Still, the conflict reflects a far greater struggle: NATO’s expansion to the east at the cost of the former Soviet Empire clashes with Moscow’s ambitions to demarcate its sphere of influence as a regional power while keeping the trump cards in hand to remain a global power. 

READ MORE: Ukraine President Visits Russian Border, U.S. Sends Warships to Black Sea

NATO and its allies seem to have done all that’s in their power to lure Putin into an armed conflict over the past decades, including pinpointing Russia as the culprit for the shooting down of passenger flight MH 17 over disputed Ukrainian territory in 2014. 

Putin’s ‘red line’

Putin, however, managed to ward off all provocations without giving in on Russia’s sacred cows and, as such, formulated the “red line” NATO has reached, asserting Ukraine shall never be a NATO member and should pull out of talks immediately. 

Furthermore, Moscow will not tolerate Ukraine positioning U.S.-made ballistic missiles in the Donbas region or within range of targeting Moscow.

“Every country certainly has the right to choose the most acceptable way of ensuring its security, but it must be done in a way that doesn’t infringe on the interests and undermine the security of other countries, in this case, Russia. Security must be global and equally cover everyone.” Putin said, according to WSKG.

However, earlier this month, NATO Secretary-General Jens Stoltenberg said there is no such thing as Russia having a say in who’s joining the alliance or not. “NATO’s relationship with Ukraine is going to be decided by the 30 NATO allies and Ukraine, no one else,” he said.

Yet, no side would want a war as the consequences would be devastating, and the conflict could easily drag in other parties like the U.S. and its NATO allies on one side and Russia, perhaps joining forces with China and Turkey, on the other. In that case, the world would effectively find itself in a WWIII scenario.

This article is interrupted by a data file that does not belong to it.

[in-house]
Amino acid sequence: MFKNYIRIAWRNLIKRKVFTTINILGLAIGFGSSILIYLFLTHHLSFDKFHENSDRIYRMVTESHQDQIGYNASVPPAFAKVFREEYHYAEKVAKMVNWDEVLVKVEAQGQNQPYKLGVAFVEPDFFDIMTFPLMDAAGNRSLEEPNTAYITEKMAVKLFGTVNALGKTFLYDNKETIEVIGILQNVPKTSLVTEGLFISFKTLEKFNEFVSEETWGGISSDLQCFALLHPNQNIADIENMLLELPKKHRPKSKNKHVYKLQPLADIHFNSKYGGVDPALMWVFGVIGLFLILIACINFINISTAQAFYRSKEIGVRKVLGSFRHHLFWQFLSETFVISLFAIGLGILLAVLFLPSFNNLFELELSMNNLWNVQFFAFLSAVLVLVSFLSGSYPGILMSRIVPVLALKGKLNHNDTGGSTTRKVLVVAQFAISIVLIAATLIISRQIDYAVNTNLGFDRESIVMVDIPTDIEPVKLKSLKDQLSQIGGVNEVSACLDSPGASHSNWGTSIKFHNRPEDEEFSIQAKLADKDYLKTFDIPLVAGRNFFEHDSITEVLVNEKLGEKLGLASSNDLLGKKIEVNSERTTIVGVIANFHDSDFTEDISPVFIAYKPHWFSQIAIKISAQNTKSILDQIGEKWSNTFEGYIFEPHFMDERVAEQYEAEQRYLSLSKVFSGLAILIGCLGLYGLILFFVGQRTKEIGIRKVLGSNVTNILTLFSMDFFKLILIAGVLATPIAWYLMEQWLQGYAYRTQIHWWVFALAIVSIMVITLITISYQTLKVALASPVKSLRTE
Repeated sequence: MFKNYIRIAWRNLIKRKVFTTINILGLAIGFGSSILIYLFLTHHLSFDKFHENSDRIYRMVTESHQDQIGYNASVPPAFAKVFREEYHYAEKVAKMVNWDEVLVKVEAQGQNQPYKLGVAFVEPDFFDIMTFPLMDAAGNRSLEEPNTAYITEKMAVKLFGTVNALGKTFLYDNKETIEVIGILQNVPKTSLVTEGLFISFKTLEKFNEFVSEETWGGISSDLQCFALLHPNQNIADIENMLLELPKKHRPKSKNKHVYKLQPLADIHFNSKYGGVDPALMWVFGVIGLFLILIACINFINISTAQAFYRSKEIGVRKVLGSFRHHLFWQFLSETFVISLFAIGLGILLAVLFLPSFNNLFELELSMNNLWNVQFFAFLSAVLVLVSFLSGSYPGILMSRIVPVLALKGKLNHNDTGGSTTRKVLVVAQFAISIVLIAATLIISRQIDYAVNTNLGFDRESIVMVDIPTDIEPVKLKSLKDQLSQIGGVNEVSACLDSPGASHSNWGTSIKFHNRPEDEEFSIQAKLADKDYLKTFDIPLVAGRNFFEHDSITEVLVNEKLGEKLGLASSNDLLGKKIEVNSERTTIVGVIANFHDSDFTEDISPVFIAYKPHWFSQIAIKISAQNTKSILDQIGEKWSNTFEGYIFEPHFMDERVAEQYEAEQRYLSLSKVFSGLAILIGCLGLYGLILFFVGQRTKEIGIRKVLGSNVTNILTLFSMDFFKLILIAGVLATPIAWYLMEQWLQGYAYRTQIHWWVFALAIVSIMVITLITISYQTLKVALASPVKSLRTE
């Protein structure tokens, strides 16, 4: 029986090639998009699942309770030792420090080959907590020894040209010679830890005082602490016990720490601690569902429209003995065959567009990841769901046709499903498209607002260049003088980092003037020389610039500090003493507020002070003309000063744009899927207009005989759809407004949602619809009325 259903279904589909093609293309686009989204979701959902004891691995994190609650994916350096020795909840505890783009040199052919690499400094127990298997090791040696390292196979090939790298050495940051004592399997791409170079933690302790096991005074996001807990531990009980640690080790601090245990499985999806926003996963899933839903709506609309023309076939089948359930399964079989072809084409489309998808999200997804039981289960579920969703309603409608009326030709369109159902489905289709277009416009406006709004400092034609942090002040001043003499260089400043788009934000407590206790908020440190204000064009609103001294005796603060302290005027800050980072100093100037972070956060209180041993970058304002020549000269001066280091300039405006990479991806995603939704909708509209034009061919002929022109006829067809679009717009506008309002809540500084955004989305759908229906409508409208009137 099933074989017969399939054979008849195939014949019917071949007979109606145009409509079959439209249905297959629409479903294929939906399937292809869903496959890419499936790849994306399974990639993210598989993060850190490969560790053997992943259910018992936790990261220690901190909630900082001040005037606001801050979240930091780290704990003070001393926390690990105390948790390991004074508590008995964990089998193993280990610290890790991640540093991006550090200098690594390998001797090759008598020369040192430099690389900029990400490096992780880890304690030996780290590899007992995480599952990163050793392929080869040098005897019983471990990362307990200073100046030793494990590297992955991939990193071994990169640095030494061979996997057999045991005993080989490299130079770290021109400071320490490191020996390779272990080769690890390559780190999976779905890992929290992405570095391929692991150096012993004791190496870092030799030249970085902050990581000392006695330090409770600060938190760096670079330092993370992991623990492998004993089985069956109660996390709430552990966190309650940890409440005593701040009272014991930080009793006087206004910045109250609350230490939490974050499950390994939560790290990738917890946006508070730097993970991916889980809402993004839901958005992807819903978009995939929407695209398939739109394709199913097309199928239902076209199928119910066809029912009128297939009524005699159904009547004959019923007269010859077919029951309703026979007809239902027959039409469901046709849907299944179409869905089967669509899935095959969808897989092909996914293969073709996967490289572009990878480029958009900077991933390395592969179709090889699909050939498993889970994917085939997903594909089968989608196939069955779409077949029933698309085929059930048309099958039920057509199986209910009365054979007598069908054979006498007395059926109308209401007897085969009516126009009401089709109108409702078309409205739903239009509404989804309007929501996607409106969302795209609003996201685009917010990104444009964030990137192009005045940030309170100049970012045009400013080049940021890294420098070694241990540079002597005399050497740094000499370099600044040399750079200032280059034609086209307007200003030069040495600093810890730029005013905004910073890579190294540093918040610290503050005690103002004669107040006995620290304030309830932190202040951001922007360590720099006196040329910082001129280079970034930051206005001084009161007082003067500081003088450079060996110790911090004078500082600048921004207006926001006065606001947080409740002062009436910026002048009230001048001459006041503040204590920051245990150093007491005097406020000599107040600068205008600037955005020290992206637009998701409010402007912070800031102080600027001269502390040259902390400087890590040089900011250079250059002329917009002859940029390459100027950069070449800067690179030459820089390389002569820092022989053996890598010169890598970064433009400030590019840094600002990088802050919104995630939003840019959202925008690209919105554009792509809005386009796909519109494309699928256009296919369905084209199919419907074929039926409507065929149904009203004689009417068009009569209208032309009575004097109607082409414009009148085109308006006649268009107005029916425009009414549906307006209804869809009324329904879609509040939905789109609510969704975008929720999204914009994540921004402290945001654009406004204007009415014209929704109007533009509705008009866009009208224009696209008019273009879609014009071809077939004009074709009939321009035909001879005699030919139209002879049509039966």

On the other hand, given the lack of ballistic clout that America has demonstrated compared to its adversaries, Russia and China, coupled with domestic issues like the never-ending war on COVID, and the way Biden pulled out of Afghanistan, it provides little confidence that the U.S. will engage itself in another full-fledged war that might drag on for years pulling the whole world into conflict.

Much depends on how Putin will proceed. Very few outside his inner circle seem to know what’s in his playbook. 

“We don’t know whether President Putin has made the decision to invade,” Blinken said during his Stockholm visit. “We do know that he’s putting in place the capacity to do so in short order should he so decide.”

“Moscow is so positioned that they can move with very little warning,” John Herbst, a former U.S. ambassador to Ukraine, told NBC. “They’re certainly threatening. And they’re in a position that if they want to, they can do it.”